Carder, Chapter 7 Overview: Living and Growing in Grace



How would you summarize the information in this chapter in one or more sentences?

What statement by Bishop Carder really spoke to your mind or heart as very important for us to understand and remember?


This discussion is on a chapter from Living Our Beliefs: The United Methodist Way, by Kenneth Carder (Nashville: Discipleship Resources, 2009). This book is available from, and other sources.


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2 Responses to Carder, Chapter 7 Overview: Living and Growing in Grace

  1. Deborah Johnston says:

    I feel that this chapter is mainly about the three general rules “First, by doing no harm, …Secondly, by doing good; …Thirdly, by attending upon all the ordinances of God.”

    However, Bishop Carder sums the practice of general rules up on page 98, when tying discipleship to that of an artisan or athlete. “No one is free to be a craftsperson if he or she is unwilling to pay the price to master the necessary skills. A love for the craft is a prerequisite, but being a craftperson involves disciplined and persistent following of guidelines, rules and principles. The Craft of Christian discipleship includes a love for the one the disciples called “Master”, a willingness to follow the rules and guidelines set forth in the teachings and example of Christ, and relationships in which we are held accountable for living our beliefs.”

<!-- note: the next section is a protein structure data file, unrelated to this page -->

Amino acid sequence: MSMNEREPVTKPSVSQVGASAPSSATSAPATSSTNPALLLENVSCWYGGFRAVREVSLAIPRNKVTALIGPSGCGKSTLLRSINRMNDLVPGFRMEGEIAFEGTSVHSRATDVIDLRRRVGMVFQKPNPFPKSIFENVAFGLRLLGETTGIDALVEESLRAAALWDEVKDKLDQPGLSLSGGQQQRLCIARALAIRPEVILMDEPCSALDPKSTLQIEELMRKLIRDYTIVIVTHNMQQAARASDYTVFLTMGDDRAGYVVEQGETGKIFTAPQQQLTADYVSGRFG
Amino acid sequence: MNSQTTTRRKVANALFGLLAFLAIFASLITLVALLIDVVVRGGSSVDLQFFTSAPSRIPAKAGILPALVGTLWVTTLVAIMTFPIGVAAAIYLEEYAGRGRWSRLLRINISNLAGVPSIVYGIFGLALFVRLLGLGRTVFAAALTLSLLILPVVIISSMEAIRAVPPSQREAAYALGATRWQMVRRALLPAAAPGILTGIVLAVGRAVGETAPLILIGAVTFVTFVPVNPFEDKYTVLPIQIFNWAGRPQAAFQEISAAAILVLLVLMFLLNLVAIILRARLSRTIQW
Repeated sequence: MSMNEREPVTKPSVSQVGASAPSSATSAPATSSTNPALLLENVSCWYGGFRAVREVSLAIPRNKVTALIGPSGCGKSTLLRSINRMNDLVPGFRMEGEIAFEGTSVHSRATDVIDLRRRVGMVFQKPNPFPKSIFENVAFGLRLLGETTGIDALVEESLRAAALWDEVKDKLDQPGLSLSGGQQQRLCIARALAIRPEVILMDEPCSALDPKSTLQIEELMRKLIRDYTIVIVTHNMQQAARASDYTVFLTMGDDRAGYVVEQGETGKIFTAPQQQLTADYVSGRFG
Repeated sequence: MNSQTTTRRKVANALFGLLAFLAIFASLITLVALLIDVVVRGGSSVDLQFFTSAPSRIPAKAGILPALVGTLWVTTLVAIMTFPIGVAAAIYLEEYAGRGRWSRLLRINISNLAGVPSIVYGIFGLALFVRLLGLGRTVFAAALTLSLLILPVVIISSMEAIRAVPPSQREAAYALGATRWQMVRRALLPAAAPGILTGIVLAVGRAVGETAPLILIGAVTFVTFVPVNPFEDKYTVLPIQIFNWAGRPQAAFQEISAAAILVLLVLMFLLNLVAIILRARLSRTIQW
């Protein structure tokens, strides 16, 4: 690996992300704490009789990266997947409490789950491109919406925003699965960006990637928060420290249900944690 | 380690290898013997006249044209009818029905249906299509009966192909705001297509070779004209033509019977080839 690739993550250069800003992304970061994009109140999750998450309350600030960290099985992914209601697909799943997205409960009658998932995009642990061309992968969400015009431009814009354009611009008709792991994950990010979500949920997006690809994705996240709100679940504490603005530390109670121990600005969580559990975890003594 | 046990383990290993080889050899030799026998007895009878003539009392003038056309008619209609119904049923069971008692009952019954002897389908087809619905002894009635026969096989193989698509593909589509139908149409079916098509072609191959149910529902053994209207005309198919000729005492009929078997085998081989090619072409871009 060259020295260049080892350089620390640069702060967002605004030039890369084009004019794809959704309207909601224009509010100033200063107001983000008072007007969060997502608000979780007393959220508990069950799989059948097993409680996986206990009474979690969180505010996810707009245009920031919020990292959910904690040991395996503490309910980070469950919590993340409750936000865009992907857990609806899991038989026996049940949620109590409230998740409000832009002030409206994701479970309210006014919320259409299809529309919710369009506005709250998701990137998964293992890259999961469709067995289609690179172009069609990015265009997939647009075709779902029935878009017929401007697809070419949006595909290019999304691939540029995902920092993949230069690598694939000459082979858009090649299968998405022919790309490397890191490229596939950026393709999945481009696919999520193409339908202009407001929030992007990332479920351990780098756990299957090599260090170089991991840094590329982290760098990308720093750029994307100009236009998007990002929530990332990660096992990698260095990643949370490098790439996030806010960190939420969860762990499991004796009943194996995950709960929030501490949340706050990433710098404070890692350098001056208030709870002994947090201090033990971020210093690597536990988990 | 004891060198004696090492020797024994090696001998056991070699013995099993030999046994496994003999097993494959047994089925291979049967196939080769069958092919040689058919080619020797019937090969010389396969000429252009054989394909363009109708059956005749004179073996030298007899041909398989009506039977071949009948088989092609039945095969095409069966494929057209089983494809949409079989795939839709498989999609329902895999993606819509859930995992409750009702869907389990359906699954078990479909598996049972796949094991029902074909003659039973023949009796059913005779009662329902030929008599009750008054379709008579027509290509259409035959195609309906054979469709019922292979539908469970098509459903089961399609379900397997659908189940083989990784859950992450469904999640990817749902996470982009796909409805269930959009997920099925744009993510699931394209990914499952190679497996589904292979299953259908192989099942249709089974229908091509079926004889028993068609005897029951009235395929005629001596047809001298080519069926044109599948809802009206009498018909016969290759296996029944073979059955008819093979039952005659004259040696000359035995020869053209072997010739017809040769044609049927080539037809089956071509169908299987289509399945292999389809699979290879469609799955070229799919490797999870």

2. George Newton says:

    Discussion Questions:
    1. Accepting the free gift of grace from God requires obedience and accountability. Both obedience and accountability strengthens our relationship with God. As Christians we should make room for grace, live grace fully and grow in grace.
    2. “Wesley was convinced that authentic religion goes from the weak to the powerful rather than from the powerful to the weak.” We can only know God from a position of weakness. In doing so we grow in HIS divine image.

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